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Do Putative Class Members’ Claims Trigger the Duty to Defend?

iStock-878954226-duty-defend-dometic-300x206Must an insurer consider the possibility that putative class members (i.e., potential class members not named in the complaint) other than the proposed class representatives (i.e., the plaintiffs named in the complaint to represent the proposed class) have claims within the proscribed policy period in determining whether its duty to defend has been triggered? Many insurers answer “no,” arguing putative class members’ claims—many of which would otherwise be barred by the applicable statute of limitations—are too speculative to trigger coverage. But courts across the country have disagreed, repeatedly answering the question in the affirmative. Last year, the Northern District of Indiana was the latest court to decide this issue in favor of policyholders.

In Liberty Mutual Ins. Co. v. Dometic Corp., the insured (Dometic) purchased four consecutive insurance policies from Liberty Mutual, covering a period from 2001 to 2005. The policies provided commercial general liability coverage for “property damage” caused by an “occurrence” during a policy period. The policies required Liberty Mutual to provide Dometic with a defense “against any ‘suit’ seeking [damages because of property damage].”

Dometic tendered three putative class complaints to Liberty Mutual seeking a defense under the policies. Liberty Mutual denied coverage because the property damage claims of the proposed class representatives in the three underlying complaints all occurred in years after the policies had expired. Dometic argued that Liberty Mutual still owed a defense because the complaints contained allegations of property damage sufficient to trigger the duty to defend, including broad allegations of thousands of fires that caused millions of dollars in property damage. Dometic maintained that, although the proposed class representatives’ claims fell outside of the coverage periods, the putative class’ claims—which fell within the policy periods—had to be considered. In response, Liberty Mutual contended the putative class claims were too speculative to trigger coverage.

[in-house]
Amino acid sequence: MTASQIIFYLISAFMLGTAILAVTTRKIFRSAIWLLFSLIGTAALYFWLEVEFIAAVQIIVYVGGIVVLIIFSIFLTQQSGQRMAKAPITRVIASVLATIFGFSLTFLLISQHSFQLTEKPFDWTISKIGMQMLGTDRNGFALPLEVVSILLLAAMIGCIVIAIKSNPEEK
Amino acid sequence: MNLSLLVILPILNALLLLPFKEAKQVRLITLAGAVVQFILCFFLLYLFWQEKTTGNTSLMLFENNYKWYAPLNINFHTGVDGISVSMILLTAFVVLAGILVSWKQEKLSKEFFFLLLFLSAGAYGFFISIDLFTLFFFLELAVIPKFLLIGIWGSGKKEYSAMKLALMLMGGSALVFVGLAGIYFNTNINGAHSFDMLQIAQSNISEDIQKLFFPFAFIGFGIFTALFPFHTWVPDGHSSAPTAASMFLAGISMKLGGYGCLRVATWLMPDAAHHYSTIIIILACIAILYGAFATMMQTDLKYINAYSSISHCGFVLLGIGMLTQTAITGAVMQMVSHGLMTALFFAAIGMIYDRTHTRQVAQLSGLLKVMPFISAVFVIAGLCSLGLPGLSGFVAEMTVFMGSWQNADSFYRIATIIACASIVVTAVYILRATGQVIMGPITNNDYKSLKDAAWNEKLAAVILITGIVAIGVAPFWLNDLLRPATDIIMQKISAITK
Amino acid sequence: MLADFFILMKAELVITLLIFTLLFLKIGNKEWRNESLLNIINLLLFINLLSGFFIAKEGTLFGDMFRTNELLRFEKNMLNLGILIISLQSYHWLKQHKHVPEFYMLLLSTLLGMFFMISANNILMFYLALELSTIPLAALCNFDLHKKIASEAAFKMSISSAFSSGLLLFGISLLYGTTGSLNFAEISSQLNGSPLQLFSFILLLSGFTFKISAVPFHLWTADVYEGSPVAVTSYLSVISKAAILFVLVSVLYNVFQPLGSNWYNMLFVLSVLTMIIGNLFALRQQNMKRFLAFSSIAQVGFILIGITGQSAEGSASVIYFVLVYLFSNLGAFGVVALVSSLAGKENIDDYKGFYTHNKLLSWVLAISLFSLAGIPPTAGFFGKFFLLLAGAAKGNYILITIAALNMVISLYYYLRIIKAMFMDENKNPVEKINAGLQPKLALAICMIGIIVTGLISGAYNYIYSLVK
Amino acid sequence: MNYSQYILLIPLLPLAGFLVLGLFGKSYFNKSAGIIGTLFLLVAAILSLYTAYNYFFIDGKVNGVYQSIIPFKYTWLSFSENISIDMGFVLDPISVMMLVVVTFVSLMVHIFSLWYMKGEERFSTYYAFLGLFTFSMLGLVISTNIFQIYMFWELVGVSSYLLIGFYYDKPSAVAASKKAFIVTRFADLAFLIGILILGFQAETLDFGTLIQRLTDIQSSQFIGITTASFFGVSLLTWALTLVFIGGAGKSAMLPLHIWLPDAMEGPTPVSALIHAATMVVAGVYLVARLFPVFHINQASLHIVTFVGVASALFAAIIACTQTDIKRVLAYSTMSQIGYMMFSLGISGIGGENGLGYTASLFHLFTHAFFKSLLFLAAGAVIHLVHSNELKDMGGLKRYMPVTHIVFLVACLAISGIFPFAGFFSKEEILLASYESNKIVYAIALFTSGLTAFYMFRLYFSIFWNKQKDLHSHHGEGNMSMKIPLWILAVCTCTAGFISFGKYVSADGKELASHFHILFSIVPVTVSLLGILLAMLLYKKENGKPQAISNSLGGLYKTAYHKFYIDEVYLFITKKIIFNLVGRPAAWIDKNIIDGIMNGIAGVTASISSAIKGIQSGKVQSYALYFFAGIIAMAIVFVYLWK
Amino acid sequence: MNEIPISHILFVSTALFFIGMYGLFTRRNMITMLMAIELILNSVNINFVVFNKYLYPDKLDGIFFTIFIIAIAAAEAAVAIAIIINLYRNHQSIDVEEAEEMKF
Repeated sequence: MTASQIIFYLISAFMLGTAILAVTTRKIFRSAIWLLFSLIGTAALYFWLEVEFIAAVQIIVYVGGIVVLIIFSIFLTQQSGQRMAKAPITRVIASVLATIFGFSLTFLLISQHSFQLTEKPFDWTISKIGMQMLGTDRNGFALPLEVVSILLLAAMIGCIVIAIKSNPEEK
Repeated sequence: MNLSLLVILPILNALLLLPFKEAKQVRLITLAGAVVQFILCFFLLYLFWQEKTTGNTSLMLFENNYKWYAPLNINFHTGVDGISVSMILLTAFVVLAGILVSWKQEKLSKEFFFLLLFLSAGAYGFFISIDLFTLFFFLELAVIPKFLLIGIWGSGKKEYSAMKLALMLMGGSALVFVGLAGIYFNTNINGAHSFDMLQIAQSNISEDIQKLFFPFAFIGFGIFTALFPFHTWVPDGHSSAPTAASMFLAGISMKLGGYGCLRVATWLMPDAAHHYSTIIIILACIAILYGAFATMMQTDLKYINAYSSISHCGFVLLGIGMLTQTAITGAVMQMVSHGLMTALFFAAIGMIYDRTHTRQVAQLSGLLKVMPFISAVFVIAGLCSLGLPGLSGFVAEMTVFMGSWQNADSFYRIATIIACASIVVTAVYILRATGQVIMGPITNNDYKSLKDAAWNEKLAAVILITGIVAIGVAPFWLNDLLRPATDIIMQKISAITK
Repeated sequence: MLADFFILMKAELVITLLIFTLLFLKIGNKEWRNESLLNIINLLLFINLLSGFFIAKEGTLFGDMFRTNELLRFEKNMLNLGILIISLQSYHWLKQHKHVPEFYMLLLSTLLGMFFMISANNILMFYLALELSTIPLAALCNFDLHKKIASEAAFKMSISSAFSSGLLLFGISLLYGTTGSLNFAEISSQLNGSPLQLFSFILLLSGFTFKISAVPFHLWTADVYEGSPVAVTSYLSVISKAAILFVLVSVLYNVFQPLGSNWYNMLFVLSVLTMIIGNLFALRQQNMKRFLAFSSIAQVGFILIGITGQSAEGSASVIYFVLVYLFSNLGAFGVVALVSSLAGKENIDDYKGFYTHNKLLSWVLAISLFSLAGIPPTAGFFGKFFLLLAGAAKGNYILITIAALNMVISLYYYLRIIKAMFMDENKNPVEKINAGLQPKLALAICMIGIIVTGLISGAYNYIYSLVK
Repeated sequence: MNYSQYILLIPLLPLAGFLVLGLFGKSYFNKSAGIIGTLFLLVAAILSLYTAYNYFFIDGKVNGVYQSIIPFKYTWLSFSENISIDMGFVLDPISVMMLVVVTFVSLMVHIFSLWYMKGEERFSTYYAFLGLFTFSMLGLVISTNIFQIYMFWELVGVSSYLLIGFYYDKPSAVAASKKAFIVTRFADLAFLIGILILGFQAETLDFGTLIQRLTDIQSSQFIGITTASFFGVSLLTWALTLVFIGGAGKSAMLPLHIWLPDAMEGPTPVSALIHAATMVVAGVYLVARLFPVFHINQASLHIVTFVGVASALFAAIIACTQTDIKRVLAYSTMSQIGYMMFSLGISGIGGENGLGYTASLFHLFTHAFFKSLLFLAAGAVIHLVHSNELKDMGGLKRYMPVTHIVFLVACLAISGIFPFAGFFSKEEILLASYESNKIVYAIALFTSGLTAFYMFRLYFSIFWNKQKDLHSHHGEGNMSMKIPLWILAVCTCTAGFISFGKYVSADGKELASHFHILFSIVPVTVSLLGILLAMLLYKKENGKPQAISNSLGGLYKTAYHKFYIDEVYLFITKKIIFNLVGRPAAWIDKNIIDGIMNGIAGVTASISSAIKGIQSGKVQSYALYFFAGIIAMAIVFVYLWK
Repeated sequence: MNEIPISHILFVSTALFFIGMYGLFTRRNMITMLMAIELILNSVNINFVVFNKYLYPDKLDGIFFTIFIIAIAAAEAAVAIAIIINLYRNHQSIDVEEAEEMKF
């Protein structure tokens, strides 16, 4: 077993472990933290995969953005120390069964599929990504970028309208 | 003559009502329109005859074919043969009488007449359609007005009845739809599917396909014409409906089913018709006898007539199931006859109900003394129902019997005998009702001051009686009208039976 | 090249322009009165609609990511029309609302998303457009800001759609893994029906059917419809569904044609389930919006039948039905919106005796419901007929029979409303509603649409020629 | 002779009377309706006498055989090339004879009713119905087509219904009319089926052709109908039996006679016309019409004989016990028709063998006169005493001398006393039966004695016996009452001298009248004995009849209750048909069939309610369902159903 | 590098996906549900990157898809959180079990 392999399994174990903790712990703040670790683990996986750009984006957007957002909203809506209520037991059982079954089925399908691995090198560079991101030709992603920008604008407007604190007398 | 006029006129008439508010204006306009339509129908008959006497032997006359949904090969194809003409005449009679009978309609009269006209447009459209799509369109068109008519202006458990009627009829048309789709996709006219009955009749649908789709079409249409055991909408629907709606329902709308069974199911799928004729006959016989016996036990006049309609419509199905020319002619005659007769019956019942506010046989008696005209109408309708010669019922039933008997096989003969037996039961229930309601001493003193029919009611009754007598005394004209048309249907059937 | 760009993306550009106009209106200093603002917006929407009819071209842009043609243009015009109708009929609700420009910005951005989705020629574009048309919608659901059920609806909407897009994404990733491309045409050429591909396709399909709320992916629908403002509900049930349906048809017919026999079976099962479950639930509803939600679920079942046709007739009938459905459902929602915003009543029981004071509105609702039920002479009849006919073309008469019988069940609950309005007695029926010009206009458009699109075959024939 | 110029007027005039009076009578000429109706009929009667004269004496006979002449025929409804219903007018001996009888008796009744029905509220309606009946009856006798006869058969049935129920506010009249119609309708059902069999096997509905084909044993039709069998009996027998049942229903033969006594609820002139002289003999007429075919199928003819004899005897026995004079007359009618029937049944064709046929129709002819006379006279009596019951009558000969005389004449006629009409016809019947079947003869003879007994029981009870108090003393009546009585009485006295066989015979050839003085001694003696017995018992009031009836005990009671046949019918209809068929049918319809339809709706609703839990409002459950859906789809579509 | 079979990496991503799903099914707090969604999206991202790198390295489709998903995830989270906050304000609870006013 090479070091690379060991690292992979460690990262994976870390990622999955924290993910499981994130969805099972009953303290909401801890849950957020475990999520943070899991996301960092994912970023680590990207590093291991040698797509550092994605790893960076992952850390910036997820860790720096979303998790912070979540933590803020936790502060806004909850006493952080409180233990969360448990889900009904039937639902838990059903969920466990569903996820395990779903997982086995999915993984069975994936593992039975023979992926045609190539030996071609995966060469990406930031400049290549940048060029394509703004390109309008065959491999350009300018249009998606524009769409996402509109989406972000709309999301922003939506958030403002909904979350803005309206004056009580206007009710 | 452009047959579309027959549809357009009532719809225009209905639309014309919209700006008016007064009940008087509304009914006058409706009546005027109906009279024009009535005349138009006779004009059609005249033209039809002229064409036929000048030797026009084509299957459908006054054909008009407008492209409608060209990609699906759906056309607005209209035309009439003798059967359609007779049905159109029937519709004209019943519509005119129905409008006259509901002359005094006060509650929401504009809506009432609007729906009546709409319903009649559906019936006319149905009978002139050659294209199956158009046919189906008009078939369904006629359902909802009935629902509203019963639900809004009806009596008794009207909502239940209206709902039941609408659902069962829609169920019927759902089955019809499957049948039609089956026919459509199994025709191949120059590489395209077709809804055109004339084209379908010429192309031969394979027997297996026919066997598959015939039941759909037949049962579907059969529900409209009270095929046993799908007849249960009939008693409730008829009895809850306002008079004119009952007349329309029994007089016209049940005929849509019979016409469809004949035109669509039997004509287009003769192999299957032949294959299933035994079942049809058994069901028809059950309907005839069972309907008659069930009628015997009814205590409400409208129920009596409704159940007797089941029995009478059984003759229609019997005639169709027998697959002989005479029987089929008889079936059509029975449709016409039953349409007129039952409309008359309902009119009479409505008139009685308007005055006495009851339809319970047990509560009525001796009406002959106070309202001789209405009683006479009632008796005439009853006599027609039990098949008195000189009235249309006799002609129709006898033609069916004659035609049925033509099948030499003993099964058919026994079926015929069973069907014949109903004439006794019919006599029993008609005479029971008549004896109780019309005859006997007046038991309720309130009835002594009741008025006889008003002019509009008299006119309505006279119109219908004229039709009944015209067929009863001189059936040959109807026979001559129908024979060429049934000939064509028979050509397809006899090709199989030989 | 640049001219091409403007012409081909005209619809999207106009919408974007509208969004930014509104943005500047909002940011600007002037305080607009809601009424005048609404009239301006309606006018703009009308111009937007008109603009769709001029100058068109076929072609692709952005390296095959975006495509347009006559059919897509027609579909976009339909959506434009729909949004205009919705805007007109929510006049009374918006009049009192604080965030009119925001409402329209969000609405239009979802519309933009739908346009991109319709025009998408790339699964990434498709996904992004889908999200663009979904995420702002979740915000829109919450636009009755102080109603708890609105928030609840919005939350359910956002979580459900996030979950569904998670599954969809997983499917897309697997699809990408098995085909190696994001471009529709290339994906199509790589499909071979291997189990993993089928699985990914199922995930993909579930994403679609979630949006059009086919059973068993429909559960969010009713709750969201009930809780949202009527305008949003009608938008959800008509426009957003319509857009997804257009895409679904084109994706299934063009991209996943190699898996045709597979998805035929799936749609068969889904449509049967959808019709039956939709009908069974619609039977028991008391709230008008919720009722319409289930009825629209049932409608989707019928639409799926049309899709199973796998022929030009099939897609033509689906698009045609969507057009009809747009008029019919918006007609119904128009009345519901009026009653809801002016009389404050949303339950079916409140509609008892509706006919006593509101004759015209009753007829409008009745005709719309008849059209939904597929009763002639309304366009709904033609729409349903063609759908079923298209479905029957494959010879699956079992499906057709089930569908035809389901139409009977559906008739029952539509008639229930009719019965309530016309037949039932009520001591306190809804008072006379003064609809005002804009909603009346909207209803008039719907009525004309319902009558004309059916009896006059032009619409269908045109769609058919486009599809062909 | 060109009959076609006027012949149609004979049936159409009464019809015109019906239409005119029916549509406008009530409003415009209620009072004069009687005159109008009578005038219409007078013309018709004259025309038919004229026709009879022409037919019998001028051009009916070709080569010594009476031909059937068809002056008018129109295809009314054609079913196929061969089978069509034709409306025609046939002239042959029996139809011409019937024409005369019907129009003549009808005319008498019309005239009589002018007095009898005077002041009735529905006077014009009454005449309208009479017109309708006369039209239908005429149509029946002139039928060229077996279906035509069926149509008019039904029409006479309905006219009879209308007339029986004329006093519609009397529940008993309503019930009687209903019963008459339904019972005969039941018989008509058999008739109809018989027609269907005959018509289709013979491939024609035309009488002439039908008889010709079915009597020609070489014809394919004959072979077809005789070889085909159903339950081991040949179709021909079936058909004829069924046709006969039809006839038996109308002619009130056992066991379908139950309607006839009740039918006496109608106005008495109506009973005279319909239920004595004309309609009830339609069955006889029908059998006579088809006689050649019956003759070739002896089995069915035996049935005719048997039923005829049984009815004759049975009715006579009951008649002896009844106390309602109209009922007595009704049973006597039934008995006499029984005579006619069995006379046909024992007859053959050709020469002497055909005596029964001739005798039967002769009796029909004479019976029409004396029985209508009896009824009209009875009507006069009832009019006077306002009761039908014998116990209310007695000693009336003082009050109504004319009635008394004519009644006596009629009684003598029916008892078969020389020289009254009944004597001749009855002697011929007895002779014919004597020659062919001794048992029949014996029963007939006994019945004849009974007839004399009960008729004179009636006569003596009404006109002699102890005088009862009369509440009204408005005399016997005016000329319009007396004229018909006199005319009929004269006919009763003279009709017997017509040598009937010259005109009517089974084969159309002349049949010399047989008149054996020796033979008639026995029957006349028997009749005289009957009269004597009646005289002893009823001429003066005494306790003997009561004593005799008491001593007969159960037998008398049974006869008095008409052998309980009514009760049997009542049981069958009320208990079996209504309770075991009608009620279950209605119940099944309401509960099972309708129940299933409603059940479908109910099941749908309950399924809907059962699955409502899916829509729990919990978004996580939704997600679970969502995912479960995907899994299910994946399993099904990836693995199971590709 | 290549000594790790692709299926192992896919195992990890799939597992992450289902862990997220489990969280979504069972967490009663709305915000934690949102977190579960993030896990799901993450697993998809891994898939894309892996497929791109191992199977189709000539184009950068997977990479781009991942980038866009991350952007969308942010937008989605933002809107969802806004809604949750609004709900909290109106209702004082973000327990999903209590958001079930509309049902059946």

In deciding whether to consider the putative class’ claims, the court looked to see how courts around the country addressed the issue. The court cited a number of opinions, including decisions from the Eleventh Circuit and several other district courts. Notably, every opinion cited held putative class claims should be considered in determining whether an insurer’s duty to defend was triggered. The court noted that the Liberty Mutual did not “point the court to any cases directly addressing the issue that disagree with this persuasive authority.” Accordingly, the court held it would consider the putative class’ claims in deciding whether Liberty Mutual owed Dometic a defense on the underlying class actions, following Indiana law providing that coverage is triggered when the claims raised in an underlying complaint “potentially” fall within the coverage provided by the relevant policies.

Holdings like that in Dometic Corp. continue to amass, which is good news for policyholders. Any potential funding of a class action defense is critical to a class defendant’s continued business success, and in many cases, its viability going forward. And insurers should now think long and hard before denying a defense on a putative class action because the proposed class representatives’ claims do not fall within the proscribed policy periods. Those insurers that fail to also consider putative class members’ claims run the risk of liability for bad faith, as it is becoming increasingly clear how courts across the country will come out on this issue—especially in jurisdictions where an insurer’s duty to defend is triggered whenever a claim is potentially covered under a policy.